Emihle

Photo by Luxolo Witvoet.

Spoken in IsiXhosa: Mna into endizithandayo ngo khwela I train yilento ba I train iyakhawuleza, yabo. Ixesha elininzi xa ihamba kakuhle iyakhawuleza. Yeyona transport ndiqondayo ukuba usuka e kuilsriver umzekelo uya e town, yeyona nto indifikisa fast, yabo. So ndithanda yona ngenxa yalonto. enye into endinothi ndiyithandela yona I train, I cheap futhi, yabo even if ayikho safe ncam but xa uyiqhelile marn awusoze utsho ayikho safe, cause uyayazi. Into endingayithandiyo nge train kuba abantu apha abekho, ndizothini? mandithi u prasa akakwazi uyi lawula le train, cause uzofumaniseka I train uyikhwela I overload, yabo.

Kanti mhlawumbi u PRASA ngezama yena ayazi ba I train ikhwelwa ngabantu abangaphi ngexesha elitheni, yabo. azoyazi uba mhlawumbi u organizer i train eziyi two eziye town nge xesha elinye. yah, so okanye, into enye endinothi andiyithandi nge train. Andithandi nalento I train se ingekho safe nje. Yilento ba mhlawumbi akho ne security aphe ekharejini nge khareji, yabo. Zikhe zitsho izecurity uhlaliswa pha esitishini imini yonke, kodwa siyaphela apha ngaphakathi ezi trainini, yabo. So mhlawumbi yeyona nto enotshintshwa leyo, uba okay kuziswe abantu, izecurity ezi qashelwe uba mazibe lapha ngaphakathi ezitrainini. zingabe zigadene nesitishi, noba ke zikhona ezigade isitishi, yabo. yinto echazayo uba ikhona I gap ekhoyo leyo, yabo, yah.

Translation: I like the fact that the train is fast. Most of the time, when it is functioning efficiently, it travels fast. It is the one transport that I consider using when I’m travelling from Kuilsriver to Cape Town because it can transport me within a short amount of time. The other thing I like about the train is the fact that it’s cheap, although it might not be the safest.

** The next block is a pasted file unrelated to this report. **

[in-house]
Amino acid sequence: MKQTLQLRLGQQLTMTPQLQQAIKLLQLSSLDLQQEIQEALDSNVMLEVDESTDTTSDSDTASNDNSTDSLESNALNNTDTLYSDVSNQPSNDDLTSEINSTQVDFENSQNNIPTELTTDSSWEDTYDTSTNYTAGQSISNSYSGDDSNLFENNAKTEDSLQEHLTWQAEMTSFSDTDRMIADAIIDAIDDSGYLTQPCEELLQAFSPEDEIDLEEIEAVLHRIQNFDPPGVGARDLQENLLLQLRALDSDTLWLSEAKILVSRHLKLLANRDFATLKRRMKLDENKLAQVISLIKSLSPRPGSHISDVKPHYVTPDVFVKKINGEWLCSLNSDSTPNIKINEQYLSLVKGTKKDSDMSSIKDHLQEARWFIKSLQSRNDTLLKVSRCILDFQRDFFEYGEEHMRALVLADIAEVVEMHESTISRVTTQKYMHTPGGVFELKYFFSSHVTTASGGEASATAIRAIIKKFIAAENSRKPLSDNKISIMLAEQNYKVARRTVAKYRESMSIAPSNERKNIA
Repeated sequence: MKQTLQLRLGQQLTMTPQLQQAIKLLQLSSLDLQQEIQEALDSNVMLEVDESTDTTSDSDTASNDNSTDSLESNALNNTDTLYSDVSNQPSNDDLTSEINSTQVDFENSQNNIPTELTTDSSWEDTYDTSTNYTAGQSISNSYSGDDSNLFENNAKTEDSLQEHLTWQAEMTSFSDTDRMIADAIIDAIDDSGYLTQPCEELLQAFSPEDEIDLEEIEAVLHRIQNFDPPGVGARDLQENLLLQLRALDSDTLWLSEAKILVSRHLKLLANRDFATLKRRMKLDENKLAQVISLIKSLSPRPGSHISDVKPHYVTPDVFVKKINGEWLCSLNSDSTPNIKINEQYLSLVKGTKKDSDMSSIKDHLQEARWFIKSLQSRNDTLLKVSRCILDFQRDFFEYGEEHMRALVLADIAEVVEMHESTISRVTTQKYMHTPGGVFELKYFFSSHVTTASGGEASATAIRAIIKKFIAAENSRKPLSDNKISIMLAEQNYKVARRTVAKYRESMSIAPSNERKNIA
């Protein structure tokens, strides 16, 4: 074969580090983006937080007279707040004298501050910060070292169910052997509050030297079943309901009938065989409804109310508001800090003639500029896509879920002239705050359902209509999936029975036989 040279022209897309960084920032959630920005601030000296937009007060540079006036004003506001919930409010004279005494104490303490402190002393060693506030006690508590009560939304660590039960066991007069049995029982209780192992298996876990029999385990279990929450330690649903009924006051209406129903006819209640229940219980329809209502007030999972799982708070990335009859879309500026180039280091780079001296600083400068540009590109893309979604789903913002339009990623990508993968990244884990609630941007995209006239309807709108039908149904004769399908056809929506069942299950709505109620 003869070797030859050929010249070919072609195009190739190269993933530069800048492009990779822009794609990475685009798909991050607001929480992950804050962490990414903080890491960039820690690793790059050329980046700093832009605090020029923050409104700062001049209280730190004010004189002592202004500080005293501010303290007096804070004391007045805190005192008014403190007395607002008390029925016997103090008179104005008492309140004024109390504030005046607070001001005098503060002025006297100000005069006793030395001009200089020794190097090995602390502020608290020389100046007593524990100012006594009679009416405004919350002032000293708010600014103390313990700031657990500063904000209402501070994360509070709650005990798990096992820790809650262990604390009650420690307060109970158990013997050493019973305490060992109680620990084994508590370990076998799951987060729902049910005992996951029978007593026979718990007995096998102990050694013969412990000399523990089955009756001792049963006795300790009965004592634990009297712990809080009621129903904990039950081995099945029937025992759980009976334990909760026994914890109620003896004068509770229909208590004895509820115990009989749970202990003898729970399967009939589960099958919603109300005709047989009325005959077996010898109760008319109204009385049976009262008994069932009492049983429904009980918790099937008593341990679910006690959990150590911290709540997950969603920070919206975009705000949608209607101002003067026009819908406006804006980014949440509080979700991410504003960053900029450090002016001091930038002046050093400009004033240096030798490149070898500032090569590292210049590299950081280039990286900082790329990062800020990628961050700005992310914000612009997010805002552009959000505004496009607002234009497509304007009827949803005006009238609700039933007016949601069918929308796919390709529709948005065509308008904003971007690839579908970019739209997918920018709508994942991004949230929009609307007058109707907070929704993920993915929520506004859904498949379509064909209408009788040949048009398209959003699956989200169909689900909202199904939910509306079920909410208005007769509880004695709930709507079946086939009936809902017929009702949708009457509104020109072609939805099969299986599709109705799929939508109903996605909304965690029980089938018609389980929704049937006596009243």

What I don’t like is that PRASA does not know how to manage the train. You will find that you get into the train and it’s already overloaded. For instance, PRASA could try to calculate how many people are supposed to be within a train at a given time. That way they’ll know whether to organize two trains that are traveling to Cape Town at the same time. Another thing I don’t like is the fact that the trains are no longer safe. There is not even a single security [guard] inside each carriage. Instead, they make security spend the whole day guarding the train station—but we are dying inside the train carriages. They could improve on by introducing security inside the train carriages as well. There is a huge gap that needs to be filled.

Ghita

Photo by Luxolo Witvoet.

Oh I hate the delays—and basically that’s it. It’s very cheap and convenient, but the delays mean that I get to work, say, two hours after I take the train. I leave home at five, and sometimes I don’t get to work until past eight. In the evenings I get the train and I travel from Elsies River to Retreat, which should take me about an hour, but sometimes it takes me up to three hours just to get there. The difficult part is, I’ve got to change trains at Maitland. What happens is that either of the trains—the northern line or the Cape Flats line—one of the two is delayed on any given date or day. It’s very inconvenient and sometimes the only way I can cope is to either swear or get frustrated—at the end it is not good for my health. But, what I love is that I make lots of friends, that’s the part I enjoy the most.

​Xolile

Photo by Luxolo Witvoet.

Spoken in IsiXhosa: Mna, andifuni uxoka neh, andiyibhatali mna I train, andithengi tikiti, ndihamba nje for free, yabo. Nantso eyona nto endiyithandayo nge train and I cheap if ever maybe okanye kufuneka ndilithengile I tikiti, yabo. But eyona nto endiyithanday kuba andikhuphi mali nantso eyona nto endiyithandayo. Yoh hayi zihamba kakubi I train, sometimes uyilinde uve kuthwa ayifiki le ubuyilindile. Uphume ngo 8 endlini uyokufika ngo 1 emsebenzini, yabo. so ne crime, uyarojwa ez’trainini yabo, otsotsi banintsi, isecurity ayikho right. nantsi eyona nto endingayifuniyo, otherwise I right yabo.